Women are more likely to have more and larger hepatic cysts than men; this correlates with estrogen exposure and increases with gravidity in women. Liver size in massive polycystic liver disease tends to stabilize after menopause. Hepatic cysts occur in almost 50% of affected patients. Cysts occur in approximately 20% of patients during the third decade of life and in 75% during the seventh decade of life. They are rare in children, and the frequency increases with age. Pancreatic cysts occur at a rate of 9% in patients older than 20 years.
Bilateral nephrectomy in patients with massively enlarged livers may cause portal hypertension. This typically manifests as severe ascites or esophageal varices. The enlarged liver may also cause malnutrition, and in such cases, patients may need a partial resection of the liver or hepatic transplantation.
Cerebral aneurysms are among the most serious complications of ADPKD; they occur in 4-10% of patients with ADPKD. In the study by Rahman et al, the mortality rate from cerebrovascular events in ADPKD was approximately 7%.
Rupture usually occurs in patients younger than 50 years who have uncontrolled hypertension; however, a stroke from hypertension and intracerebral hemorrhage is more common. There is no relationship between the risk of rupture and the severity of renal disease.
Nephrolithiasis occurs in 20-30% of patients with ADPKD. Consider this condition in patients with acute pain and hematuria. In contrast to kidney stones in the general population, which most often consist of calcium oxalate, uric acid stones form in as many as 50% of patients with ADPKD. Metabolic abnormalities (eg, decreased urinary citrate) contribute to uric acid stone formation.
Establishing a diagnosis by ultrasonogram is often difficult because of the presence of large cysts. An intravenous pyelogram or a CT scan is the preferred imaging modality.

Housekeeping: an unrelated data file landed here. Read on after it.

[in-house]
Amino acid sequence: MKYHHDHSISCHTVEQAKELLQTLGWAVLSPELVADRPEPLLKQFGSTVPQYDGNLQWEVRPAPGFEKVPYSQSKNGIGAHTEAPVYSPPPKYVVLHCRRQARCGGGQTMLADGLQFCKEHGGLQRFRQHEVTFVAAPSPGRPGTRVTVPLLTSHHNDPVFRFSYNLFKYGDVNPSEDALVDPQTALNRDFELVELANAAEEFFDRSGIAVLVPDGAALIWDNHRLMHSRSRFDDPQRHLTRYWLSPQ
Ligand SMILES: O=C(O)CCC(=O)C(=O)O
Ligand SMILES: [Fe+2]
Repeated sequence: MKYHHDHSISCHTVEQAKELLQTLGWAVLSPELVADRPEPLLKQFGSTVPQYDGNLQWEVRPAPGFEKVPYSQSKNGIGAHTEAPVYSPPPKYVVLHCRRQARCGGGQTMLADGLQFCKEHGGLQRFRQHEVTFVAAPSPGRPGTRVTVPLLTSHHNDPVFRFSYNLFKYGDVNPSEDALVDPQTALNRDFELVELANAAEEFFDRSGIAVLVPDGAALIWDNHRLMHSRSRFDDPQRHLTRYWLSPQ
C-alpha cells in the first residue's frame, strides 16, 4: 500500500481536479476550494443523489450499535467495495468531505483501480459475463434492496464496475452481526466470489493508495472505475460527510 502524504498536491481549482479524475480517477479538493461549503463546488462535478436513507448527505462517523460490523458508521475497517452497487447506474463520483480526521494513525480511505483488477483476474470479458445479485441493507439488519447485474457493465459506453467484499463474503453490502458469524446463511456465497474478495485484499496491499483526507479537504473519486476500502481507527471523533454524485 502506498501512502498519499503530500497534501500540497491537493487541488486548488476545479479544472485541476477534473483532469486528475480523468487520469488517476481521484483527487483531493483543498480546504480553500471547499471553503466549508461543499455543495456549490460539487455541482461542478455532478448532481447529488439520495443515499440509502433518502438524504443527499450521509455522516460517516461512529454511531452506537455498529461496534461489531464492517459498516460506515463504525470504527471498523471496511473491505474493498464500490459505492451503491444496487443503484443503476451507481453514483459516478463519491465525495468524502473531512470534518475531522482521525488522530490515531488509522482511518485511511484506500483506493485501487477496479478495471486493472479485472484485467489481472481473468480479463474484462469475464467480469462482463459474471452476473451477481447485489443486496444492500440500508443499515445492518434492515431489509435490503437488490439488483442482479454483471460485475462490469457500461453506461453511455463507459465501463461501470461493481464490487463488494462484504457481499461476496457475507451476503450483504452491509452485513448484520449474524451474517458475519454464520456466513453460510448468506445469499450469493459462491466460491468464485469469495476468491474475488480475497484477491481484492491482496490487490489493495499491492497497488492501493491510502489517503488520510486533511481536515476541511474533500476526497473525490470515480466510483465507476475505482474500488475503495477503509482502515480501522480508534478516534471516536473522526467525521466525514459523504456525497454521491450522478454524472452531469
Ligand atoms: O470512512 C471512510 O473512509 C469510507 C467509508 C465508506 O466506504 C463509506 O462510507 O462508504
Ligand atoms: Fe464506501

Ultrasonography is the procedure of choice in the workup of patients with autosomal dominant polycystic kidney disease (ADPKD). It is also ideal for screening patients' family members. Computed tomography (CT), magnetic resonance imaging (MRI), and magnetic resonance angiography (MRA) are useful in selected cases. For more information, see the Medscape Reference article Imaging in Autosomal Recessive Polycystic Kidney Disease.
Other studies to perform include the following:
An increased hematocrit may result from increased erythropoietin secretion from cysts. A decrease in urine-concentrating ability is an early manifestation of the disease. Microalbuminuria occurs in 35% of patients with ADPKD. However, nephrotic-range proteinuria is uncommon.
Urinary proteomic biomarkers may have the potential for diagnosis and prognosis of ADPKD. In a large clinical proteomic study, investigators reported that the performance of urinary peptidomic biomarker scores in ADPKD is superior to that of other biochemical markers in young patients with this disease and that proteomic profiling is potentially useful in the diagnosis and risk stratification of ADPKD. In the study, urine samples from 1,048 patients were analyzed to characterize the urinary peptidomic pattern of patients with early stage ADPKD.